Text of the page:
I am interested to know what the subalgebras of the octonions look like. I tried searching for it but to no avail. What did show up was "Subalgebras of the Split Octonions," which was quite nice. Yet, I am still trying to understand the subalgebras of the octonions. Do we have a classification of the subalgebras of the real octonions under multiplication?

We know that the octonions form an alternative algebra under multiplication, hence the subalgebras generated by one or two elements are associative, but not necessarily so with three elements. I would also appreciate if there's more we could say about some special, easy to generate subalgebras of the real octonions, something along the lines of this question: Do the octonions contain infinitely many copies of the quaternions?

  • $\begingroup$ See here. $\endgroup$ – J.G. Oct 13 at 14:36
  • $\begingroup$ What's wrong with the last link? The question and answer effectively mention where all possible proper real subalgebras of $\mathbb{O}$ come from - they're all complex and quaternionic. $\endgroup$ – runway44 Oct 22 at 5:04
  • $\begingroup$ @runway44 Do you mean "Do the octonions contain infinitely many copies of the quaternions?" There, the last answer only says what the subalgebras generated by one or two elements look like. It does not say what all the subalgebras look like. The subalgebras seem to be more than just those given there (see Maximal subalgebras of the octonions by Stephen M. Gagola III). $\endgroup$ – Benjamin T Oct 23 at 8:36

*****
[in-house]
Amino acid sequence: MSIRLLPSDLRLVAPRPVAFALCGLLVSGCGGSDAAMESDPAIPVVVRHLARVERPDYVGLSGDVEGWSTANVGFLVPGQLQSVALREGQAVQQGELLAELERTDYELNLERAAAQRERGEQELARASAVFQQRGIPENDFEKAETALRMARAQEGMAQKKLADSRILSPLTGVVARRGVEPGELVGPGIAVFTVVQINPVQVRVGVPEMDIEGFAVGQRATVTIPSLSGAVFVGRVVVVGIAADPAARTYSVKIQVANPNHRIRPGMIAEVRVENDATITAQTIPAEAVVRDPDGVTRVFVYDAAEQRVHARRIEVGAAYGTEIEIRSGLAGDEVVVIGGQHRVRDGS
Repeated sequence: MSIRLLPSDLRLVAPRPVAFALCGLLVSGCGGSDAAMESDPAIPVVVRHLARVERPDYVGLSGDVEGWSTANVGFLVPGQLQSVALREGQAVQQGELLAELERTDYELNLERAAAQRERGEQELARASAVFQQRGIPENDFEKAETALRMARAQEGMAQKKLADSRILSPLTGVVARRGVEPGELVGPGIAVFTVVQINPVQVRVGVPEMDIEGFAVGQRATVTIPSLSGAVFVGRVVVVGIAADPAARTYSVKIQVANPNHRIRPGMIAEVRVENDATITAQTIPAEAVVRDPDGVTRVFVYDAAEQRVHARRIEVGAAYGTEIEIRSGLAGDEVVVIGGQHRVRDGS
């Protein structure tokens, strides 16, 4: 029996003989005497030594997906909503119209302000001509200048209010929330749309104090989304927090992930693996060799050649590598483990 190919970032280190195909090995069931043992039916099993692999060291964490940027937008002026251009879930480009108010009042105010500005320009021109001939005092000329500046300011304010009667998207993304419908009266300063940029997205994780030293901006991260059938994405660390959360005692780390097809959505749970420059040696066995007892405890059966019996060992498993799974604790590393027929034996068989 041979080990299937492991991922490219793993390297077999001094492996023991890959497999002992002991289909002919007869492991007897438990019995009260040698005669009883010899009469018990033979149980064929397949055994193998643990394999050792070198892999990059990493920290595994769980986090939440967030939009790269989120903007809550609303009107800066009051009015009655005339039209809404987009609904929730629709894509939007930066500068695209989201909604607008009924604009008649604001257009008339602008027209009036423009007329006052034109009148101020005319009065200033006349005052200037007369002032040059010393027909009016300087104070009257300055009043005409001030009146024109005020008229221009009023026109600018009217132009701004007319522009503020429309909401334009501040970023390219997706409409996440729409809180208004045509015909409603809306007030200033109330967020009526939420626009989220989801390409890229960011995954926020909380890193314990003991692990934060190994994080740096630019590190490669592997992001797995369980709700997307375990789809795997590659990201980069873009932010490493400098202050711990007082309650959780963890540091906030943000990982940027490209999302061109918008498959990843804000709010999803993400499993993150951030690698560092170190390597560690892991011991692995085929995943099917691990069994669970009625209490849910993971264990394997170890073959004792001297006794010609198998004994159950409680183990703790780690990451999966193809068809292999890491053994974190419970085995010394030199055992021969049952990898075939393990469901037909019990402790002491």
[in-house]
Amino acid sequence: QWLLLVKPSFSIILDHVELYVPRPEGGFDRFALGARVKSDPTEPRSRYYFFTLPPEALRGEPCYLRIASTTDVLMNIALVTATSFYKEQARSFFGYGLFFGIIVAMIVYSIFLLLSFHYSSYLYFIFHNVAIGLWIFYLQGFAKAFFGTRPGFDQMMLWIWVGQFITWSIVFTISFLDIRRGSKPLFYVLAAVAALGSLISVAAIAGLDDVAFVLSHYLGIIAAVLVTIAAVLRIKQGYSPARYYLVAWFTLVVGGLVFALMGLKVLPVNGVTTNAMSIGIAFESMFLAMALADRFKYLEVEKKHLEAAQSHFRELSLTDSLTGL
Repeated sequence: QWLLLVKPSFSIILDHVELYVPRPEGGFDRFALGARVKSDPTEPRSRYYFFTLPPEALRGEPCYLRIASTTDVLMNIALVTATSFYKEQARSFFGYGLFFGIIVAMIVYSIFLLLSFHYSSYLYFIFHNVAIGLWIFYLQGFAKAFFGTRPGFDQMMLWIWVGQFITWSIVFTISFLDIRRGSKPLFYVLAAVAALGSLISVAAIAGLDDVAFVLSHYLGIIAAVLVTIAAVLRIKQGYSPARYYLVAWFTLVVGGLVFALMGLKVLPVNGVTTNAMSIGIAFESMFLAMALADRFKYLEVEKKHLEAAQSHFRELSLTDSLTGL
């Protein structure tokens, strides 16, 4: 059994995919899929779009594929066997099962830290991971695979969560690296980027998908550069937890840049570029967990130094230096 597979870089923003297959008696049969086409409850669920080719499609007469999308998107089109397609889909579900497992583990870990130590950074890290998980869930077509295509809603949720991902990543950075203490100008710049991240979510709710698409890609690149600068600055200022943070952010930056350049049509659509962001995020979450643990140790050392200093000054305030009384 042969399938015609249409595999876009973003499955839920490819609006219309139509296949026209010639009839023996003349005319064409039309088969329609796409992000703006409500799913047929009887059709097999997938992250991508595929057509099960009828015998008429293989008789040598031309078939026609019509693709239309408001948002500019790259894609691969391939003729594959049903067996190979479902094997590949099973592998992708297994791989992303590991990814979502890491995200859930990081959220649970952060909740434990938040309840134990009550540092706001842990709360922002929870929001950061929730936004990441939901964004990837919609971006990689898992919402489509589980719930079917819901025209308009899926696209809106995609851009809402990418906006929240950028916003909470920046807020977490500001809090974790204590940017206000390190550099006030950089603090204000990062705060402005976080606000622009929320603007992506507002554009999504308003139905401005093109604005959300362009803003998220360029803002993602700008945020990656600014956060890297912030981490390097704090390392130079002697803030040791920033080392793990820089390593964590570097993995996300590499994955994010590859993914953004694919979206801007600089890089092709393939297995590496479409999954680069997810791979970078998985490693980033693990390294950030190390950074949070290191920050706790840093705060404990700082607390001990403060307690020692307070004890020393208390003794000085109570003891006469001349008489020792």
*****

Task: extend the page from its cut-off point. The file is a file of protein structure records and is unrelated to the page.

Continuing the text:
• $\begingroup$ @BenjaminT That paper is talking about octonion algebras over arbitrary fields. The case of real octonions is as I said: all subalgebras are complex or quaternionic. If you do the split octonions (again a nonassociative real algebra) there is a new 6D subalgebra called the sextonions. $\endgroup$ – runway44 Oct 25 at 1:14
  • $\begingroup$ @runway44 Oh I see. I didn't pay attention to it being over a general field. Yes, now that I think about it, I think I do see that they are complex or quaternionic. Thanks! $\endgroup$ – Benjamin T Oct 25 at 6:35

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